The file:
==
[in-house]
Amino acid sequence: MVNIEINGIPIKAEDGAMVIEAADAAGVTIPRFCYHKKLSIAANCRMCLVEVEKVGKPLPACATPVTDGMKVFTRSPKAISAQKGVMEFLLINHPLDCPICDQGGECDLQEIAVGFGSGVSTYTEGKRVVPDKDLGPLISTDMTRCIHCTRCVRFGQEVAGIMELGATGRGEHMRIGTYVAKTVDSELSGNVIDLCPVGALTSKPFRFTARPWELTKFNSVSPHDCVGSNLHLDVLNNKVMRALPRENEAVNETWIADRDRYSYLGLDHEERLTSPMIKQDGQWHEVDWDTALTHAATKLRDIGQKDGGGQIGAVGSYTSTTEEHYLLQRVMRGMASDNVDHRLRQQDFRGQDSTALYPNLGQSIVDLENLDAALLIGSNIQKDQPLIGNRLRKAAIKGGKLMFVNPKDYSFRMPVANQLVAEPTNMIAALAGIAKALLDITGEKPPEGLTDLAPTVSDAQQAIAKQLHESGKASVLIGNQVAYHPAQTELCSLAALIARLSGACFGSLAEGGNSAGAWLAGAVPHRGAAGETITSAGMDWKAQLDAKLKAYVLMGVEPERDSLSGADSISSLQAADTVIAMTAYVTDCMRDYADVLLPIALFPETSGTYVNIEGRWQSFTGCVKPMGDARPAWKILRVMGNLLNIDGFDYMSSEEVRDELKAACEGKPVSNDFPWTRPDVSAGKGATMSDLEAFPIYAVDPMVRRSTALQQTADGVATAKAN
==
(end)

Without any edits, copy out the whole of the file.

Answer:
[in-house]
Amino acid sequence: MVNIEINGIPIKAEDGAMVIEAADAAGVTIPRFCYHKKLSIAANCRMCLVEVEKVGKPLPACATPVTDGMKVFTRSPKAISAQKGVMEFLLINHPLDCPICDQGGECDLQEIAVGFGSGVSTYTEGKRVVPDKDLGPLISTDMTRCIHCTRCVRFGQEVAGIMELGATGRGEHMRIGTYVAKTVDSELSGNVIDLCPVGALTSKPFRFTARPWELTKFNSVSPHDCVGSNLHLDVLNNKVMRALPRENEAVNETWIADRDRYSYLGLDHEERLTSPMIKQDGQWHEVDWDTALTHAATKLRDIGQKDGGGQIGAVGSYTSTTEEHYLLQRVMRGMASDNVDHRLRQQDFRGQDSTALYPNLGQSIVDLENLDAALLIGSNIQKDQPLIGNRLRKAAIKGGKLMFVNPKDYSFRMPVANQLVAEPTNMIAALAGIAKALLDITGEKPPEGLTDLAPTVSDAQQAIAKQLHESGKASVLIGNQVAYHPAQTELCSLAALIARLSGACFGSLAEGGNSAGAWLAGAVPHRGAAGETITSAGMDWKAQLDAKLKAYVLMGVEPERDSLSGADSISSLQAADTVIAMTAYVTDCMRDYADVLLPIALFPETSGTYVNIEGRWQSFTGCVKPMGDARPAWKILRVMGNLLNIDGFDYMSSEEVRDELKAACEGKPVSNDFPWTRPDVSAGKGATMSDLEAFPIYAVDPMVRRSTALQQTADGVATAKAN